The Devil is a Gentleman: The Life and Times of Dennis Wheatley (Dark Masters)
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One of the giants of popular fiction, with total sales of around fifty million books, Dennis Wheatley held twentieth-century Britain spellbound. His Black Magic novels like The Devil Rides Out created an oddly seductive and luxurious vision of Satanism, but in reality he was as interested in politics as occultism. Wheatley was closely involved with the secret intelligence community, and this powerfully researched study shows just how directly this drove his work, from his unlikely warnings about the menace of Satanic Trade Unionism to his role in a British scheme to engineer a revival of Islam. Drawing on a wealth of unpublished material, Phil Baker examines Wheatley’s key friendship with a fraudster named Eric Gordon Tombe, and uncovers the full story of his sensational 1922 murder. Baker also explores Wheatley’s relationships with occult figures such as Rollo Ahmed, Aleister Crowley, and the Reverend Montague Summers, the shady priest and demonologist who inspired the memorably evil character of Canon Copely-Syle, in To The Devil – A Daughter.
swastika appeared on the books of Kipling (and, perhaps less innocently, it was given away as a lucky watch fob by Coca-Cola, who later sponsored the Berlin Olympics). The Duke’s comments are not pro-Nazi: he says that although “the Nazis bring discredit on the Swastika, as the Spanish inquisition did upon the cross, that could have no effect upon its true meaning” (and Wheatley later propagates the idea that Nazi swastikas go “the wrong way”, like the Christian cross inverted; this is not very
the FBI. The British Israelites were very interested in Pyramidology, which may be how Wheatley encountered them: he owned a number of books on this, but he also owned books about British Israelitism itself, and books by prominent British Israelites on other subjects, suggesting he may have known them socially. It seems unlikely that Wheatley believed in British Israelitism, although he may have found it intellectually entertaining. The belief that the Anglo-Saxons were God’s Chosen People was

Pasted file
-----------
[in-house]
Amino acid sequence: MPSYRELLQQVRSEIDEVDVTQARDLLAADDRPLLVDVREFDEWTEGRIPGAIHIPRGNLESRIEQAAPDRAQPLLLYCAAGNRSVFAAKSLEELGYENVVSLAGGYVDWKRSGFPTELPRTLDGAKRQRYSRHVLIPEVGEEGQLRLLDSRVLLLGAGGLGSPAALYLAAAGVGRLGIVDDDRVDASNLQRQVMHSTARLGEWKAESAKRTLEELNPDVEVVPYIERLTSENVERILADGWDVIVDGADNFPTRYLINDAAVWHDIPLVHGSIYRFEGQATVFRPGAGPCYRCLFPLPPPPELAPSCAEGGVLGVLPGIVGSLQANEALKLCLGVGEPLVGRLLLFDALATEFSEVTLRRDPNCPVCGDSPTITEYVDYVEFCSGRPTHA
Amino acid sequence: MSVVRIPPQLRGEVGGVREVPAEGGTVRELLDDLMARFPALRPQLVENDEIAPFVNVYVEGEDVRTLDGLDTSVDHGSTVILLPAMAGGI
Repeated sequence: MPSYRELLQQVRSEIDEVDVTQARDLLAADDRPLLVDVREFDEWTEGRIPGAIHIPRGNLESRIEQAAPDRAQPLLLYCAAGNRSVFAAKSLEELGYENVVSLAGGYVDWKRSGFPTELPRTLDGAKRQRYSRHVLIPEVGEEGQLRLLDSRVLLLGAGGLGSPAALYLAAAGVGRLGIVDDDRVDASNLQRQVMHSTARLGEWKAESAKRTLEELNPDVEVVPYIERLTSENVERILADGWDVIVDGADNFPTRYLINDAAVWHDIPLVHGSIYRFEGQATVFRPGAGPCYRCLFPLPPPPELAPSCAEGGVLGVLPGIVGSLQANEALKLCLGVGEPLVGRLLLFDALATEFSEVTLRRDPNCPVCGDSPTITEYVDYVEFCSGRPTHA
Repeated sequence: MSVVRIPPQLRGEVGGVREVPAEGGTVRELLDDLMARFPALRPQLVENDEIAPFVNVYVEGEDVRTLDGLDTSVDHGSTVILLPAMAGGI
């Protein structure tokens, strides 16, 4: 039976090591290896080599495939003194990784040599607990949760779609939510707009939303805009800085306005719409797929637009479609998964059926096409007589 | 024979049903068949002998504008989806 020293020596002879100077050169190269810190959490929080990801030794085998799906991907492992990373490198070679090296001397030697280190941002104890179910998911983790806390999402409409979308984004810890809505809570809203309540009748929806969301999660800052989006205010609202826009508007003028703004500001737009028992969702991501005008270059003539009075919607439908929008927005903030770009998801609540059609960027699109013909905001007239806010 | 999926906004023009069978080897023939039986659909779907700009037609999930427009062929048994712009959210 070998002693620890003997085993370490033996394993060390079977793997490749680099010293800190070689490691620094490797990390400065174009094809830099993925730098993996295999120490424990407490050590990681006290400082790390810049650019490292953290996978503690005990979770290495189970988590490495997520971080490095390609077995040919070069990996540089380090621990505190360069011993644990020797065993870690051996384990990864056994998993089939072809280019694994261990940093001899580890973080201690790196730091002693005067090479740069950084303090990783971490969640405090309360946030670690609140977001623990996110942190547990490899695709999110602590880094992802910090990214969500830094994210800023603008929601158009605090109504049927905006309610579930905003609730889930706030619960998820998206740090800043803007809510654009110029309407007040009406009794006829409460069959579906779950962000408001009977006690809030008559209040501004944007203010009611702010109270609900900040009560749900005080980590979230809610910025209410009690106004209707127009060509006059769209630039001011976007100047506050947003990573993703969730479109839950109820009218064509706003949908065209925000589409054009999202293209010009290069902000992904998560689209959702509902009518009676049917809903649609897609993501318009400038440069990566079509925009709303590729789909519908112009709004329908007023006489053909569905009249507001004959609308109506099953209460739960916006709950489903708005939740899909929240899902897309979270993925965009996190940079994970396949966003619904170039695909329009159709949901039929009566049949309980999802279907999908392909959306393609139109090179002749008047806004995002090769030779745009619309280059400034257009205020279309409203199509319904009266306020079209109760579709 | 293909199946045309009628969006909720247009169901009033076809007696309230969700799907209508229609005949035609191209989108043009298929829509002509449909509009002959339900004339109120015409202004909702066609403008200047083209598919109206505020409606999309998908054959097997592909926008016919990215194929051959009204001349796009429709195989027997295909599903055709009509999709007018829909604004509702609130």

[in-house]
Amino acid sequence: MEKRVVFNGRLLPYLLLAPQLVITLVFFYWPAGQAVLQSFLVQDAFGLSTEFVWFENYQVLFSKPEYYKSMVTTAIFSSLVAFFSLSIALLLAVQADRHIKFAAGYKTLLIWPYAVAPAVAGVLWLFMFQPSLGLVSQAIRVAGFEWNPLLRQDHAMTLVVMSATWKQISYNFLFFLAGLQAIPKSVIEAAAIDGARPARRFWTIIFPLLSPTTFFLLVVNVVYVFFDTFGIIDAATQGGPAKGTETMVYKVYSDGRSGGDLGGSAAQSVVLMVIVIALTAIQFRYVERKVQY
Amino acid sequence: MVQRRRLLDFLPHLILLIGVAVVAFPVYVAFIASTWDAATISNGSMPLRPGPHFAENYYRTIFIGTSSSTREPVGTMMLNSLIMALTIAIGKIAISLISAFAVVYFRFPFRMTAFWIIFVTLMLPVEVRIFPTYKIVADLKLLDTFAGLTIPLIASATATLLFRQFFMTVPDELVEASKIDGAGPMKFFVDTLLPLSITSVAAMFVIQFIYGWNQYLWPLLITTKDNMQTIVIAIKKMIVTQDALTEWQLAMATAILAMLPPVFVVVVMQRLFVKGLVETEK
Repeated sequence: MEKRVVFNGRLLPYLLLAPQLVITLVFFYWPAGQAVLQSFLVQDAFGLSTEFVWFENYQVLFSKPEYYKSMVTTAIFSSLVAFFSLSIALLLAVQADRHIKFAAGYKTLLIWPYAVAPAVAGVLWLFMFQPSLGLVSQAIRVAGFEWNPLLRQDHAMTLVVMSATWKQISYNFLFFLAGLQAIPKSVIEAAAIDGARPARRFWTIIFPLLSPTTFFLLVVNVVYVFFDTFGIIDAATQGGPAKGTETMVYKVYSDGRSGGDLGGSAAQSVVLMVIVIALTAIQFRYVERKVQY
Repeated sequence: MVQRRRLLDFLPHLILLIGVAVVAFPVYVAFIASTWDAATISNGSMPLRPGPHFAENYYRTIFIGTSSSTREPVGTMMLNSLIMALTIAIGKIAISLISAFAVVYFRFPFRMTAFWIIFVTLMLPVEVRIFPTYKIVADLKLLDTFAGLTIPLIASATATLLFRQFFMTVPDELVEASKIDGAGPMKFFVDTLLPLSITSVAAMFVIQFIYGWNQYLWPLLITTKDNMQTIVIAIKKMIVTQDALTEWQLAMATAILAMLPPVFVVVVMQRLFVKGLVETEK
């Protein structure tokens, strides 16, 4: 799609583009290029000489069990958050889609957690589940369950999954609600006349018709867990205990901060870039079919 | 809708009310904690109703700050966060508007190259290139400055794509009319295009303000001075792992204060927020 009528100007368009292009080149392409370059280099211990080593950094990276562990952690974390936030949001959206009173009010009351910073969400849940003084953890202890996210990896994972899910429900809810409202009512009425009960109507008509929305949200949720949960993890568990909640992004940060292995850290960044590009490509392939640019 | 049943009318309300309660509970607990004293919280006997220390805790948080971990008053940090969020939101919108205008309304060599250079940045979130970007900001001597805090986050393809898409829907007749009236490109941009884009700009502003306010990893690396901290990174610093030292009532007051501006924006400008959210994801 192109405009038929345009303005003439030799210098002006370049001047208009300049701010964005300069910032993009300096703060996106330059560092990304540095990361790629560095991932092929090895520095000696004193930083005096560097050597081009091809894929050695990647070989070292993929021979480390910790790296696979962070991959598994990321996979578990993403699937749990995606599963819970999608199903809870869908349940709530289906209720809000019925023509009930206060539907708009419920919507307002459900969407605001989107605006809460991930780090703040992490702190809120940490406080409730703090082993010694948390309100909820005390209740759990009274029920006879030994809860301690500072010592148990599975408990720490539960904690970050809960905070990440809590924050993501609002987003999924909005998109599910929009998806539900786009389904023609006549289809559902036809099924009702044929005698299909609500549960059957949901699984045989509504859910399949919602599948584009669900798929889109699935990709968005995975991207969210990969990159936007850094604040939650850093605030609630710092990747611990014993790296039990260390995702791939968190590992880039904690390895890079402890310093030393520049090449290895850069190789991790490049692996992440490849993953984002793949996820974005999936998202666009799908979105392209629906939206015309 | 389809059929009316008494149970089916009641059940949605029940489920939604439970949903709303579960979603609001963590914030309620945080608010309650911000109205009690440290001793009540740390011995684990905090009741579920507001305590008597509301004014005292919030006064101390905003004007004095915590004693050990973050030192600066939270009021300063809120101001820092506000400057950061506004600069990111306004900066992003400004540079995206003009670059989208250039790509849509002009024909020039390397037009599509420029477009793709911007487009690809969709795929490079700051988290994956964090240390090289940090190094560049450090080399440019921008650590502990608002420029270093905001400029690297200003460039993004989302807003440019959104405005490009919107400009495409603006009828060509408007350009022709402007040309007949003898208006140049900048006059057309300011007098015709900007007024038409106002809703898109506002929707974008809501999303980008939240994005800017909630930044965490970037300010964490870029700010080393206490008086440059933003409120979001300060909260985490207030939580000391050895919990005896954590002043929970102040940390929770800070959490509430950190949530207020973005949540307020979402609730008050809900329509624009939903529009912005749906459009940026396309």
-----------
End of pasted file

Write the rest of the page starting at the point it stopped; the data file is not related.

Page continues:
whose no-nonsense Slavic brutishness grants Kem the sex that he is unable to have with Carmen; and Harsbach, a former Nazi who is now a Communist, and who harbours a fanatical hatred of the British that goes back to the Boer War. The humans cause mutiny on Mars among the “loutish lower-race people” and succeed in flying a spaceship all the way back to earth. By now they are split into two polarised camps of good and bad, living on opposite sides of the ship. Harsbach has the upper hand, and he
topical: the CND was founded in 1957, the year after the book was published (Wheatley was not in favour of the CND, and probably regarded it as Russian-funded). He wanted to see Great Britain armed to the teeth, because without nuclear status, “Britain will be as much a thing of the past within ten years as Greece or Rome.” The crux is that Britain must reduce her conventional weapons, the ‘Old Look’ and in particular her expensive conventional navy, in order to afford the ‘New Look’ of nuclear
but really for either play.” When it came to Hearing Secret Harmonies, a late volume in The Dance to The Music Of Time which involves a Crowleyish cult in the late Sixties, Powell wrote “I fear I rather trespass on your own territory here”. Powell sought Wheatley’s help with A Dance To The Music of Time, not on some point of occult esoterica, but with the plot. Powell was stuck with his plotting, and wrote to Wheatley in January 1972, Briefly, the situation is this; the new book opens with